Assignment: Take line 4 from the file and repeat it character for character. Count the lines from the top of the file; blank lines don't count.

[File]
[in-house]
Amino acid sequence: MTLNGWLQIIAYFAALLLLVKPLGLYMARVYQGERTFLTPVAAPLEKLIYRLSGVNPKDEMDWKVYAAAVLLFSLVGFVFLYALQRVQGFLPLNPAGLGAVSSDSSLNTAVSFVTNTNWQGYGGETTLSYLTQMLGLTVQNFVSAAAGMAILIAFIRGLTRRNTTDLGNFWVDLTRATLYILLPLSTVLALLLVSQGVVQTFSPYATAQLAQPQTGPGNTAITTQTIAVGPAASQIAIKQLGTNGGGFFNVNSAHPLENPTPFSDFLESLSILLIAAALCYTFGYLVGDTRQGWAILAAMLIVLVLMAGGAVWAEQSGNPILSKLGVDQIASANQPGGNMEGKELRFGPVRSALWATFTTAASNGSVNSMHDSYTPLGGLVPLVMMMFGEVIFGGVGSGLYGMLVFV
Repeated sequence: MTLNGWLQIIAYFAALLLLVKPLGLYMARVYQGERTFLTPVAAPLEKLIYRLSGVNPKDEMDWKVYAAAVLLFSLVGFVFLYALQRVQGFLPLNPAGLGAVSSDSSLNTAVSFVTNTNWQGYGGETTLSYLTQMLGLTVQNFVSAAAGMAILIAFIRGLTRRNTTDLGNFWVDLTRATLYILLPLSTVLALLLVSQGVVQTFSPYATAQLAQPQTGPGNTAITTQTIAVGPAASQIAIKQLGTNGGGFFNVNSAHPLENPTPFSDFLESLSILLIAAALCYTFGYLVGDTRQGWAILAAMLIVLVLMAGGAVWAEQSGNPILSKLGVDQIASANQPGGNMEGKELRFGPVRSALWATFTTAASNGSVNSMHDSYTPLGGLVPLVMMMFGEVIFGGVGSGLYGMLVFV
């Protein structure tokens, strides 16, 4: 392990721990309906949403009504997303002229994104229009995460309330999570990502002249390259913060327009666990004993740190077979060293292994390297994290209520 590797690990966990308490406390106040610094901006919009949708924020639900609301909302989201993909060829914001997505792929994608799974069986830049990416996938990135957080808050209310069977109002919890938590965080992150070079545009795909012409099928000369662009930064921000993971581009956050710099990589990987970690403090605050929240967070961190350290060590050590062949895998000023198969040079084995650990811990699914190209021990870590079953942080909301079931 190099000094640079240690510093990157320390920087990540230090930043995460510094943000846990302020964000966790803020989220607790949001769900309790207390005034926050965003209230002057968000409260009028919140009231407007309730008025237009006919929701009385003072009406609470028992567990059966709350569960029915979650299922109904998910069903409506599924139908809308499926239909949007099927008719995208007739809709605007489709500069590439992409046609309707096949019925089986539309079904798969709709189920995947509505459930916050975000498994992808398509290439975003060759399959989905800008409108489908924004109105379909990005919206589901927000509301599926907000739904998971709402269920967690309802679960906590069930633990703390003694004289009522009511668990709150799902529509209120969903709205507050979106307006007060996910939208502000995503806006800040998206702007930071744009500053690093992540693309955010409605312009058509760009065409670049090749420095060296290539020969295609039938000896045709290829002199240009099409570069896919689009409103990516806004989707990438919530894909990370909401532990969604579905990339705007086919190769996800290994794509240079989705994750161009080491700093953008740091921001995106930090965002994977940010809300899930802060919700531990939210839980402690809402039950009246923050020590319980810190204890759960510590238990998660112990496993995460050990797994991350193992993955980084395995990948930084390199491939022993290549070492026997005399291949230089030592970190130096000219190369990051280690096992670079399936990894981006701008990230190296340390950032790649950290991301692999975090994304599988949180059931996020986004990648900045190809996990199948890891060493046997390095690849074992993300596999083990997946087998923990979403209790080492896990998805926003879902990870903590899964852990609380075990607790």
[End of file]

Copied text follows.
């Protein structure tokens, strides 16, 4: 392990721990309906949403009504997303002229994104229009995460309330999570990502002249390259913060327009666990004993740190077979060293292994390297994290209520 590797690990966990308490406390106040610094901006919009949708924020639900609301909302989201993909060829914001997505792929994608799974069986830049990416996938990135957080808050209310069977109002919890938590965080992150070079545009795909012409099928000369662009930064921000993971581009956050710099990589990987970690403090605050929240967070961190350290060590050590062949895998000023198969040079084995650990811990699914190209021990870590079953942080909301079931 190099000094640079240690510093990157320390920087990540230090930043995460510094943000846990302020964000966790803020989220607790949001769900309790207390005034926050965003209230002057968000409260009028919140009231407007309730008025237009006919929701009385003072009406609470028992567990059966709350569960029915979650299922109904998910069903409506599924139908809308499926239909949007099927008719995208007739809709605007489709500069590439992409046609309707096949019925089986539309079904798969709709189920995947509505459930916050975000498994992808398509290439975003060759399959989905800008409108489908924004109105379909990005919206589901927000509301599926907000739904998971709402269920967690309802679960906590069930633990703390003694004289009522009511668990709150799902529509209120969903709205507050979106307006007060996910939208502000995503806006800040998206702007930071744009500053690093992540693309955010409605312009058509760009065409670049090749420095060296290539020969295609039938000896045709290829002199240009099409570069896919689009409103990516806004989707990438919530894909990370909401532990969604579905990339705007086919190769996800290994794509240079989705994750161009080491700093953008740091921001995106930090965002994977940010809300899930802060919700531990939210839980402690809402039950009246923050020590319980810190204890759960510590238990998660112990496993995460050990797994991350193992993955980084395995990948930084390199491939022993290549070492026997005399291949230089030592970190130096000219190369990051280690096992670079399936990894981006701008990230190296340390950032790649950290991301692999975090994304599988949180059931996020986004990648900045190809996990199948890891060493046997390095690849074992993300596999083990997946087998923990979403209790080492896990998805926003879902990870903590899964852990609380075990607790």